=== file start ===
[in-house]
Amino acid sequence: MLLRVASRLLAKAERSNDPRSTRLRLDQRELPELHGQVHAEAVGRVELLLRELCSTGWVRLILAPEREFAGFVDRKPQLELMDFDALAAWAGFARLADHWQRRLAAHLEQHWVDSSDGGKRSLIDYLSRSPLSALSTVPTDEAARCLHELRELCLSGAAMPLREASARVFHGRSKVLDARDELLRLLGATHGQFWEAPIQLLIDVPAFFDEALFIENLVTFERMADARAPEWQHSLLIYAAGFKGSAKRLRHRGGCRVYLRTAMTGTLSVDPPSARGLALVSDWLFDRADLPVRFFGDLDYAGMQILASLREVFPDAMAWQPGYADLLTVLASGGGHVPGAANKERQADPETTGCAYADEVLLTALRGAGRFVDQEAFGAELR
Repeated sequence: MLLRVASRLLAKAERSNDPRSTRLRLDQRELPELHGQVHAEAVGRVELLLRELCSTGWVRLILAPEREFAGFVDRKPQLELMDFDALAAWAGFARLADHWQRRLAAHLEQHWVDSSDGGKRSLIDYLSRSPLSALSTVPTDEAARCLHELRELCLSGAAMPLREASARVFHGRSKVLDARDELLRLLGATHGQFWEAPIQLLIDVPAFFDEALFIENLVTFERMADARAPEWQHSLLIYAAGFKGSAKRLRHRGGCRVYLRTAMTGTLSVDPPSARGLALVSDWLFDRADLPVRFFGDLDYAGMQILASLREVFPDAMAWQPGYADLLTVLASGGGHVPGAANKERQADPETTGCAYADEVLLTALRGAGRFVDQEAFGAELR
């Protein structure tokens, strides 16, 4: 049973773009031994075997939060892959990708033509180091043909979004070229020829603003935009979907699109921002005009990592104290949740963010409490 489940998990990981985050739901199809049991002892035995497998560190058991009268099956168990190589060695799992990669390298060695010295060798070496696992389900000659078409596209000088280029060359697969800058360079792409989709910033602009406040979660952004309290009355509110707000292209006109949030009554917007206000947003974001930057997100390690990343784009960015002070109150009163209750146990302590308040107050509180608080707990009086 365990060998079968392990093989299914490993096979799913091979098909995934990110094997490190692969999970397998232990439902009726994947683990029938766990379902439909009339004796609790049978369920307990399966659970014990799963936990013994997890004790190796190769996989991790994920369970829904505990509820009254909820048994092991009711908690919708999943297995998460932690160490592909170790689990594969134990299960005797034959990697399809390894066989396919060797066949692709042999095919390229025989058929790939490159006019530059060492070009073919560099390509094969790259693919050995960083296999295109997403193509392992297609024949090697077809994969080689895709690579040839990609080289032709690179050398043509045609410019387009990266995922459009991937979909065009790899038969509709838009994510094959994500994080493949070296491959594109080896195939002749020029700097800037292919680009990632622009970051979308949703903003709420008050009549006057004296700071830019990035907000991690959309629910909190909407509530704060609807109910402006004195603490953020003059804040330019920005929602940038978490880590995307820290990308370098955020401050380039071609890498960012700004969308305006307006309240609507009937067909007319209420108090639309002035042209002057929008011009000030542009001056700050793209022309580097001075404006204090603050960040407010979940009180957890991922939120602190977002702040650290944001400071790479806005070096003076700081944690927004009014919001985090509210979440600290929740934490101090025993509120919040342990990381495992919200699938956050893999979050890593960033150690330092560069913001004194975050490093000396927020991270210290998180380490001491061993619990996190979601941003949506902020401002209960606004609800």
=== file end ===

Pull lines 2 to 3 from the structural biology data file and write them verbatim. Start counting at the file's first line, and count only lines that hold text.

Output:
Amino acid sequence: MLLRVASRLLAKAERSNDPRSTRLRLDQRELPELHGQVHAEAVGRVELLLRELCSTGWVRLILAPEREFAGFVDRKPQLELMDFDALAAWAGFARLADHWQRRLAAHLEQHWVDSSDGGKRSLIDYLSRSPLSALSTVPTDEAARCLHELRELCLSGAAMPLREASARVFHGRSKVLDARDELLRLLGATHGQFWEAPIQLLIDVPAFFDEALFIENLVTFERMADARAPEWQHSLLIYAAGFKGSAKRLRHRGGCRVYLRTAMTGTLSVDPPSARGLALVSDWLFDRADLPVRFFGDLDYAGMQILASLREVFPDAMAWQPGYADLLTVLASGGGHVPGAANKERQADPETTGCAYADEVLLTALRGAGRFVDQEAFGAELR
Repeated sequence: MLLRVASRLLAKAERSNDPRSTRLRLDQRELPELHGQVHAEAVGRVELLLRELCSTGWVRLILAPEREFAGFVDRKPQLELMDFDALAAWAGFARLADHWQRRLAAHLEQHWVDSSDGGKRSLIDYLSRSPLSALSTVPTDEAARCLHELRELCLSGAAMPLREASARVFHGRSKVLDARDELLRLLGATHGQFWEAPIQLLIDVPAFFDEALFIENLVTFERMADARAPEWQHSLLIYAAGFKGSAKRLRHRGGCRVYLRTAMTGTLSVDPPSARGLALVSDWLFDRADLPVRFFGDLDYAGMQILASLREVFPDAMAWQPGYADLLTVLASGGGHVPGAANKERQADPETTGCAYADEVLLTALRGAGRFVDQEAFGAELR